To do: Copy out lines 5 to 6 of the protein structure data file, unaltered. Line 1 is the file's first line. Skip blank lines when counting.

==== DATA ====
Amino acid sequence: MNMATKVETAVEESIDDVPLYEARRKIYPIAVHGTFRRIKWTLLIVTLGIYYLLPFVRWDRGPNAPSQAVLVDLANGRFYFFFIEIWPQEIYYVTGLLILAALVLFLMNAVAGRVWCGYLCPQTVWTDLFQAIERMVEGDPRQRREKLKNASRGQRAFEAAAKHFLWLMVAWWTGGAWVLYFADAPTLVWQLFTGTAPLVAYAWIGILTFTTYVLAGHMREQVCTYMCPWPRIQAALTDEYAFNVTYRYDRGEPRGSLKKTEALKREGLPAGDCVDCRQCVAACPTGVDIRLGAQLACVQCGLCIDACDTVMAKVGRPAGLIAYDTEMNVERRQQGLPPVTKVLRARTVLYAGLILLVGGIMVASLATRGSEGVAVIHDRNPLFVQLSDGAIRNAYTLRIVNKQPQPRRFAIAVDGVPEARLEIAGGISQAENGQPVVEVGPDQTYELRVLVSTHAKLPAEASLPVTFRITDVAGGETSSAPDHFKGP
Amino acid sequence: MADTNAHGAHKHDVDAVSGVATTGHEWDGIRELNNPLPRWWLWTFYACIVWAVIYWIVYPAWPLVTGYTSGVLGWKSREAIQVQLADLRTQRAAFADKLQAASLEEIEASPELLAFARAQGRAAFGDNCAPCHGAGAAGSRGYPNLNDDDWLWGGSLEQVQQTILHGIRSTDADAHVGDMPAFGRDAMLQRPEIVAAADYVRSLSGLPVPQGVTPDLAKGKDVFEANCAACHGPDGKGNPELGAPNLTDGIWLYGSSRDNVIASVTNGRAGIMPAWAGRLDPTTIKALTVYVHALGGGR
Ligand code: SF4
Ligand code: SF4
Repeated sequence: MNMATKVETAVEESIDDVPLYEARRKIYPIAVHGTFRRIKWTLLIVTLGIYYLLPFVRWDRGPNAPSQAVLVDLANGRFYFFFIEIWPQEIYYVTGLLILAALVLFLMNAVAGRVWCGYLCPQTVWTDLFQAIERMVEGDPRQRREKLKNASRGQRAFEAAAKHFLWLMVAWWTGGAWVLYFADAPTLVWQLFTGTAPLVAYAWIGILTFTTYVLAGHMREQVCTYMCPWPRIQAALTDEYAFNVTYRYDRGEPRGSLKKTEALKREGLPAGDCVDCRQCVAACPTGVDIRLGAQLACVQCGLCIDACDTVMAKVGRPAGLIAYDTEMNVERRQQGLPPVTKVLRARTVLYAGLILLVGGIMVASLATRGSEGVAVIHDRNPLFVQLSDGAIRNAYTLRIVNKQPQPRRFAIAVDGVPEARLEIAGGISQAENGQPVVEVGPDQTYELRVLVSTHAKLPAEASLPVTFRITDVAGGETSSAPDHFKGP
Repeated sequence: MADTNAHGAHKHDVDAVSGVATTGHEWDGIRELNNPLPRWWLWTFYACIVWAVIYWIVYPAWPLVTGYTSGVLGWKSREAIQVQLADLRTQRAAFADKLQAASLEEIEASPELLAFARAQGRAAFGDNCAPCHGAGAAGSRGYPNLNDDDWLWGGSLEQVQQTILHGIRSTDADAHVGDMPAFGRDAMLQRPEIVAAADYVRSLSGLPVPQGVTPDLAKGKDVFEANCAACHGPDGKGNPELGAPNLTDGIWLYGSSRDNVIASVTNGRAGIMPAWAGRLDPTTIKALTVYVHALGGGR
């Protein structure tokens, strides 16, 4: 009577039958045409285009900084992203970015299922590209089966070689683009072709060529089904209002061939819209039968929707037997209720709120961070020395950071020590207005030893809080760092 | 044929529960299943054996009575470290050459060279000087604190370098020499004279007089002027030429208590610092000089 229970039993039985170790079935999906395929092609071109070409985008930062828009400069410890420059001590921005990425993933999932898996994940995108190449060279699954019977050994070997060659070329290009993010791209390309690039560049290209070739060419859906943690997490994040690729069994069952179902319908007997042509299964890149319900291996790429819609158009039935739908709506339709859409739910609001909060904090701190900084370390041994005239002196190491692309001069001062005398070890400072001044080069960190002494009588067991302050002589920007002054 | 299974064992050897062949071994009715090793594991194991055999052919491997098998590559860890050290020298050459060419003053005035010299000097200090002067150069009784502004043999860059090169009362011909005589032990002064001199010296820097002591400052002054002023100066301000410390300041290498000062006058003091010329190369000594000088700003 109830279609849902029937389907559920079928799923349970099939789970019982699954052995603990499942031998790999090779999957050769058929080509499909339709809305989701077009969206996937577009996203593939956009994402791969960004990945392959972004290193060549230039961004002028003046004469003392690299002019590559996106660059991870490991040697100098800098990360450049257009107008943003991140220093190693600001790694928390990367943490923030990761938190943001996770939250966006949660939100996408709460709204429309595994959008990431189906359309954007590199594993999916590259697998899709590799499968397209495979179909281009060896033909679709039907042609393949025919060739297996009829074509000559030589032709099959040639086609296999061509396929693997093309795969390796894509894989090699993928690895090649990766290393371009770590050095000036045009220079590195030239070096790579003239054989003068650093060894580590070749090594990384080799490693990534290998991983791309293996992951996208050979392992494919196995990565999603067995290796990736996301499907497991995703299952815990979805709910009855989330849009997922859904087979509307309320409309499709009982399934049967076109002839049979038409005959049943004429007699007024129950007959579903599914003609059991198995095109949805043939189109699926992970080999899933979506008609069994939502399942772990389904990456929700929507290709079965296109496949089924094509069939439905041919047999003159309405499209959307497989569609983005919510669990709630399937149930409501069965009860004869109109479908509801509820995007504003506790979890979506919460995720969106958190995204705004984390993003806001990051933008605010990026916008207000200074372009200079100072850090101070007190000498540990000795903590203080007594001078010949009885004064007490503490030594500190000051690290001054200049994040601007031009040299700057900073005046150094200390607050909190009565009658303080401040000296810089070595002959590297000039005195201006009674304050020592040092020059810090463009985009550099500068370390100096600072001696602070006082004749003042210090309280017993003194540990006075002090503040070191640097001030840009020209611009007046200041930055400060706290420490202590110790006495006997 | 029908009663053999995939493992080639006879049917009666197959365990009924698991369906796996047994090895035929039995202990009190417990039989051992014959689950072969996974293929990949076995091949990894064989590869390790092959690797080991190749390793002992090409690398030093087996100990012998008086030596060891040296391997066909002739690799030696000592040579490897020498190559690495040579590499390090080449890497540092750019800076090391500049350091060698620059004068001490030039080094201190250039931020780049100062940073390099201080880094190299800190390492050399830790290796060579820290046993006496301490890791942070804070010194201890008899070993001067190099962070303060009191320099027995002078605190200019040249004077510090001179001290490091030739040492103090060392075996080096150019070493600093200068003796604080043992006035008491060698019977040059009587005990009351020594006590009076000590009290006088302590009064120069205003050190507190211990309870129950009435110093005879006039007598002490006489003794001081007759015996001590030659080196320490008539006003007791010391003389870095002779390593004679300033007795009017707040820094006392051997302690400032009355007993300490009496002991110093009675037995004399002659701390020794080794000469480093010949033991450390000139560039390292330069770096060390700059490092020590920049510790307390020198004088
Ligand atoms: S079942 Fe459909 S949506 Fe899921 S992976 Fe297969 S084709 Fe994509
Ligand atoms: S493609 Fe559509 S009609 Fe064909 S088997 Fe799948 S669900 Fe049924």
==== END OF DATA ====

Repeated sequence: MNMATKVETAVEESIDDVPLYEARRKIYPIAVHGTFRRIKWTLLIVTLGIYYLLPFVRWDRGPNAPSQAVLVDLANGRFYFFFIEIWPQEIYYVTGLLILAALVLFLMNAVAGRVWCGYLCPQTVWTDLFQAIERMVEGDPRQRREKLKNASRGQRAFEAAAKHFLWLMVAWWTGGAWVLYFADAPTLVWQLFTGTAPLVAYAWIGILTFTTYVLAGHMREQVCTYMCPWPRIQAALTDEYAFNVTYRYDRGEPRGSLKKTEALKREGLPAGDCVDCRQCVAACPTGVDIRLGAQLACVQCGLCIDACDTVMAKVGRPAGLIAYDTEMNVERRQQGLPPVTKVLRARTVLYAGLILLVGGIMVASLATRGSEGVAVIHDRNPLFVQLSDGAIRNAYTLRIVNKQPQPRRFAIAVDGVPEARLEIAGGISQAENGQPVVEVGPDQTYELRVLVSTHAKLPAEASLPVTFRITDVAGGETSSAPDHFKGP
Repeated sequence: MADTNAHGAHKHDVDAVSGVATTGHEWDGIRELNNPLPRWWLWTFYACIVWAVIYWIVYPAWPLVTGYTSGVLGWKSREAIQVQLADLRTQRAAFADKLQAASLEEIEASPELLAFARAQGRAAFGDNCAPCHGAGAAGSRGYPNLNDDDWLWGGSLEQVQQTILHGIRSTDADAHVGDMPAFGRDAMLQRPEIVAAADYVRSLSGLPVPQGVTPDLAKGKDVFEANCAACHGPDGKGNPELGAPNLTDGIWLYGSSRDNVIASVTNGRAGIMPAWAGRLDPTTIKALTVYVHALGGGR